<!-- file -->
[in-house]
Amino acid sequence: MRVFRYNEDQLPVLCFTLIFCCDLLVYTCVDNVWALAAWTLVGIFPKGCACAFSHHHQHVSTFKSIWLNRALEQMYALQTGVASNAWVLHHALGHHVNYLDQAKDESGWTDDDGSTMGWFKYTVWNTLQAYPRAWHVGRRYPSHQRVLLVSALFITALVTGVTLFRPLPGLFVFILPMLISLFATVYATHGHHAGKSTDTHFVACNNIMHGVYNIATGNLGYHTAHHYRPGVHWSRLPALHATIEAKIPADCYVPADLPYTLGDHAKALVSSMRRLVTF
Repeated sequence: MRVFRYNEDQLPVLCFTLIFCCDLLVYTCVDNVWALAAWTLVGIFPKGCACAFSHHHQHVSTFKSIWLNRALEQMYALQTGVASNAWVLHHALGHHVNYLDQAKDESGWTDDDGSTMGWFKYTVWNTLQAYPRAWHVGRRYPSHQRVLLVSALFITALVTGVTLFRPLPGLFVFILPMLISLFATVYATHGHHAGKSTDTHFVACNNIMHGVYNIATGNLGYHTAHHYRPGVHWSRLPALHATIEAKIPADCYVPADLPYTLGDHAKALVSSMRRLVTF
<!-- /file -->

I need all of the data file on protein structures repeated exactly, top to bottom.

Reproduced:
[in-house]
Amino acid sequence: MRVFRYNEDQLPVLCFTLIFCCDLLVYTCVDNVWALAAWTLVGIFPKGCACAFSHHHQHVSTFKSIWLNRALEQMYALQTGVASNAWVLHHALGHHVNYLDQAKDESGWTDDDGSTMGWFKYTVWNTLQAYPRAWHVGRRYPSHQRVLLVSALFITALVTGVTLFRPLPGLFVFILPMLISLFATVYATHGHHAGKSTDTHFVACNNIMHGVYNIATGNLGYHTAHHYRPGVHWSRLPALHATIEAKIPADCYVPADLPYTLGDHAKALVSSMRRLVTF
Repeated sequence: MRVFRYNEDQLPVLCFTLIFCCDLLVYTCVDNVWALAAWTLVGIFPKGCACAFSHHHQHVSTFKSIWLNRALEQMYALQTGVASNAWVLHHALGHHVNYLDQAKDESGWTDDDGSTMGWFKYTVWNTLQAYPRAWHVGRRYPSHQRVLLVSALFITALVTGVTLFRPLPGLFVFILPMLISLFATVYATHGHHAGKSTDTHFVACNNIMHGVYNIATGNLGYHTAHHYRPGVHWSRLPALHATIEAKIPADCYVPADLPYTLGDHAKALVSSMRRLVTF